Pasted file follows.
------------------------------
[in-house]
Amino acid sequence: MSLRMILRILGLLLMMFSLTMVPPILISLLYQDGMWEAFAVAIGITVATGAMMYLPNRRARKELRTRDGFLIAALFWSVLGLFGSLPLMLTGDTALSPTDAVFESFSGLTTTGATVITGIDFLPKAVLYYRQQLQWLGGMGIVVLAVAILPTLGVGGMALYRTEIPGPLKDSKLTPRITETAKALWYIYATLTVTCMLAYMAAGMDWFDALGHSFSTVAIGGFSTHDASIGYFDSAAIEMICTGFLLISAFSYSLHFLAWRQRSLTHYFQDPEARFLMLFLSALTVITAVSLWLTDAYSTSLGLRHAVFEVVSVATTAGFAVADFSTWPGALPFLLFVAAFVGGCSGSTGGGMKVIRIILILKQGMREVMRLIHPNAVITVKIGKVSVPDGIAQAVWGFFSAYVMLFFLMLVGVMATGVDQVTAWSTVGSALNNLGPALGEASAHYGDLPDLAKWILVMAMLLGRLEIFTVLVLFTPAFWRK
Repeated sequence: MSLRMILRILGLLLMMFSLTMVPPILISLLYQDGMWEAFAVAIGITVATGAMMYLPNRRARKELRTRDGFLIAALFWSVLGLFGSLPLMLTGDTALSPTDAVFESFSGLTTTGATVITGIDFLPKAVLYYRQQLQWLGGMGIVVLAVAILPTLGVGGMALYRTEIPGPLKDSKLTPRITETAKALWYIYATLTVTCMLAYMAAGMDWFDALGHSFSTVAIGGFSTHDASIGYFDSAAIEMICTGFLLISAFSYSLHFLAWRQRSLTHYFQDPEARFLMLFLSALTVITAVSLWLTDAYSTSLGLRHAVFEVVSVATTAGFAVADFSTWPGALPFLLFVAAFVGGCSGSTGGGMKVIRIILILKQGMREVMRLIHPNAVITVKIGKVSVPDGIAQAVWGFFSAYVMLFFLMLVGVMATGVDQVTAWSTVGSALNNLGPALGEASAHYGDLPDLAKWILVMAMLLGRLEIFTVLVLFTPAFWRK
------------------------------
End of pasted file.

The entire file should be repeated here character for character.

[in-house]
Amino acid sequence: MSLRMILRILGLLLMMFSLTMVPPILISLLYQDGMWEAFAVAIGITVATGAMMYLPNRRARKELRTRDGFLIAALFWSVLGLFGSLPLMLTGDTALSPTDAVFESFSGLTTTGATVITGIDFLPKAVLYYRQQLQWLGGMGIVVLAVAILPTLGVGGMALYRTEIPGPLKDSKLTPRITETAKALWYIYATLTVTCMLAYMAAGMDWFDALGHSFSTVAIGGFSTHDASIGYFDSAAIEMICTGFLLISAFSYSLHFLAWRQRSLTHYFQDPEARFLMLFLSALTVITAVSLWLTDAYSTSLGLRHAVFEVVSVATTAGFAVADFSTWPGALPFLLFVAAFVGGCSGSTGGGMKVIRIILILKQGMREVMRLIHPNAVITVKIGKVSVPDGIAQAVWGFFSAYVMLFFLMLVGVMATGVDQVTAWSTVGSALNNLGPALGEASAHYGDLPDLAKWILVMAMLLGRLEIFTVLVLFTPAFWRK
Repeated sequence: MSLRMILRILGLLLMMFSLTMVPPILISLLYQDGMWEAFAVAIGITVATGAMMYLPNRRARKELRTRDGFLIAALFWSVLGLFGSLPLMLTGDTALSPTDAVFESFSGLTTTGATVITGIDFLPKAVLYYRQQLQWLGGMGIVVLAVAILPTLGVGGMALYRTEIPGPLKDSKLTPRITETAKALWYIYATLTVTCMLAYMAAGMDWFDALGHSFSTVAIGGFSTHDASIGYFDSAAIEMICTGFLLISAFSYSLHFLAWRQRSLTHYFQDPEARFLMLFLSALTVITAVSLWLTDAYSTSLGLRHAVFEVVSVATTAGFAVADFSTWPGALPFLLFVAAFVGGCSGSTGGGMKVIRIILILKQGMREVMRLIHPNAVITVKIGKVSVPDGIAQAVWGFFSAYVMLFFLMLVGVMATGVDQVTAWSTVGSALNNLGPALGEASAHYGDLPDLAKWILVMAMLLGRLEIFTVLVLFTPAFWRK